‘Cause I Ain’t Too Old To Die, But I Sure Am Hard To Beat

Malcolm Young

acdc logoIn Memoriam
Malcolm Mitchell Young
1953 – 2017

Today Hellbound mourns the tragic loss of Malcolm Young, founder, rhythm guitarist, chief songwriter of AC/DC – and truly a cornerstone of rock and roll.

Young passed away today at the too-young age of 64. He had been diagnosed with dementia in 2014, which tragically forced his early retirement from the guitar and touring.

He died peacefully on Saturday with his family by his bedside, a statement said. “Renowned for his musical prowess, Malcolm was a songwriter, guitarist, performer, producer and visionary who inspired many,” the statement read. “From the outset, he knew what he wanted to achieve and, along with his younger brother, took to the world stage giving their all at every show. Nothing less would do for their fans.”

Born in Glasgow in 1953, seventh of eight children born to the musical Young family, Malcolm would move with his family to Australia at the age of ten. When older brother George hit surprise instant success with his band the Easybeats in 1966, young Malcolm took keen note of the lineups of girls constantly coming by the house to visit “rock star” George, and took to guitar early. He would cut his teeth in bands named the Velvet Underground, Beelzebub Blues, and Markus Hook Roll Band, before forming AC/DC with little brother Angus in 1973. The band would really find their voice with the addition of singer Bon Scott in autumn 1974.

AC/DC were a revelation from the start: a return to stripped-down, raw, no-bullshit, bluesy rock and roll in the vein of early Chuck Berry, but nastied up enough to reflect a backstreet swagger and a street-punk attitude of 1970s Melbourne. Coming out of a strong hard-rock scene in their town, AC/DC would eventually catapult to megalithic worldwide success behind albums like Dirty Deeds Done Dirt Cheap and Highway To Hell. Even with the death of singer Scott in 1980, the band’s greatest success would come with comeback albums Back In Black and 1990’s The Razor’s Edge, achieving worldwide multiplatinum status.

Most people will recognize the onstage antics of lead guitarist Angus – dressed in schoolboy uniform, and Chuck-Berry-duck-walking across the stage – as the overarching oeuvre of AC/DC; but true fans know it was Malcolm who piloted the ship, and stoked the engines. Not least as the anchor-solid, sparse rhythm guitarist, his battered Gretsch Jet Firebird always at the ready, ever-present ciggy on his lip – but also as chief songwriter and leader. Make no mistake – AC/DC was Mal’s band, first and foremost, and his hard-driven leadership lasted well past his abrupt retirement in 2014. Stories of his brusque firings of band managers, producers, and occasionally even members, are the stuff of rock legend.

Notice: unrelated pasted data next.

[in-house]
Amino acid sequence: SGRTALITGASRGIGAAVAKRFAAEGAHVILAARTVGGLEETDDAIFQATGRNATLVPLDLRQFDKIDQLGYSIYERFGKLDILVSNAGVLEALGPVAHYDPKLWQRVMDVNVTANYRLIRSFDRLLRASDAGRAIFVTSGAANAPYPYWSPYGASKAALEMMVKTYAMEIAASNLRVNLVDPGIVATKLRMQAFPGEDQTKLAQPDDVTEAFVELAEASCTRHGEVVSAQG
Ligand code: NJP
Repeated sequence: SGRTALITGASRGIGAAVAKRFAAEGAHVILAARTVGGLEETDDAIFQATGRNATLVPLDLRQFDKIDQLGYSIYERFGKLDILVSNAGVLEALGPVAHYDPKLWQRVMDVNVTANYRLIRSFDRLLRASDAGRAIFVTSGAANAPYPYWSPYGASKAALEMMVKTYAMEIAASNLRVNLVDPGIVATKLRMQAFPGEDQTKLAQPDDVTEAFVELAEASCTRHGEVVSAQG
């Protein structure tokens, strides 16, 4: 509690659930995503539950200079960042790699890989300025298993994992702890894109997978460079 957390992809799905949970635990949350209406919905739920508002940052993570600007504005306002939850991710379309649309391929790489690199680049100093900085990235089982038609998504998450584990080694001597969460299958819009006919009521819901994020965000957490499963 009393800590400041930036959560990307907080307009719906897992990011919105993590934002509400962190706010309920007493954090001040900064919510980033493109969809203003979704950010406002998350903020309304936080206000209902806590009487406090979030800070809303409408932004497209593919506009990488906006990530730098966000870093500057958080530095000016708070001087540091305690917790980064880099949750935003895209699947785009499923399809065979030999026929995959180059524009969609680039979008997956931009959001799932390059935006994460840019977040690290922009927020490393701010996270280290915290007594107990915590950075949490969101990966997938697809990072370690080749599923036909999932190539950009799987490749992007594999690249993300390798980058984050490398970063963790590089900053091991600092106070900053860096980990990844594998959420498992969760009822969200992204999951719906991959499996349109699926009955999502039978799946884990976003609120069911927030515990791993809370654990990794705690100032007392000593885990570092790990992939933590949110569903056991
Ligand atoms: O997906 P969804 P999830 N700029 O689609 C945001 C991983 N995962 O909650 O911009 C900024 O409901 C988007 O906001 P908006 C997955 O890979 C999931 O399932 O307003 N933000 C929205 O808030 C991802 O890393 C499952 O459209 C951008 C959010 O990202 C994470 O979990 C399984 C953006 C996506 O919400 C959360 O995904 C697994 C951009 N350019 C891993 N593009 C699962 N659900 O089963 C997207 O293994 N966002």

“It was Malcolm who had the vision of what the band should be,” Angus Young told the Chicago Tribune in 2003. “He said, ‘We’re going to play the only music worth playing: rock ’n’ roll. And we’re going to play it hard.’”

And play it hard they did. Malcolm Young stands as one of a rare handful of guitar players who likely threw away more great riffs than most other guitar players will ever write and keep.

For me, AC/DC became an integral part of a life of music-fandom at a very young age. I had a cool aunt and older cousins who would spin their albums on a regular basis from the time I was old enough to like rock music (“Big Balls” was a perennial childhood favorite). But I really discovered the band in 1986, at age eleven, when their compilation, Who Made Who soundtracked the Stephen King film Maximum Overdrive – and suddenly turned a whole new generation of kids on to the hard-driving blues of Australia’s favorite sons.

Growing up as I did in small-town, blue-collar BC, AC/DC were inescapable – they were the soundtrack to hard work weeks and harder-partying weekends. Every teenage party I went to, somebody eventually cranked up an AC/DC cassette (it helped that “Thunderstruck” was blowing up at that point). As I got to high school age, and started forming bands of my own, invariably AC/DC songs would creep into school-lunchtime jams – almost any fledgling guitar player worth half a shit could bash out the “Dirty Deeds” riff, and everybody – everybody – within earshot likes hearing those songs played loudly. Their songs were a constant part of our teenage lives.

There’s something about the band – Bon’s bawdy, boozy vocal, Phil’s four-on-the-floor wallop, but mostly those goddamn riffs – that grab you by the shirt collar, slap you around, and get your ass shaking.

 

When Lemmy left us in December 2015, I wrote, “Lemmy, along with his Holy-Trinity-of-Rock thronemates Joey Ramone, and Malcolm Young, lived their lives as embodiments of rock and roll, in its warts-and-all bombastic glory. And the rock and roll they birthed and lived will never die.”

And I stand by it more than ever now that Malcolm is gone.
Think about it. The Holy Trinity of Rock, all gone.

In an age when it seems like simple, gutsy rock and roll is an endangered species, it’s incumbent on those of us old enough to appreciate the earnest, teeth-kicking power of these songs, to pass along this knowledge, and teach the youth well that sometimes all you need is six strings and a whole lot of punch to get the job done well.

I’ll be drowning my tears with a glass raised to Mal, and cranking AC/DC for the foreseeable future; I’m sure you will be too.

Rest in peace Malcolm Young
We Salute You

Malcolm Young

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Kyle Harcott

Curmudgeonly freelance-hack shit-talker of all things metal | Drums for (theonetrue) DEVICE.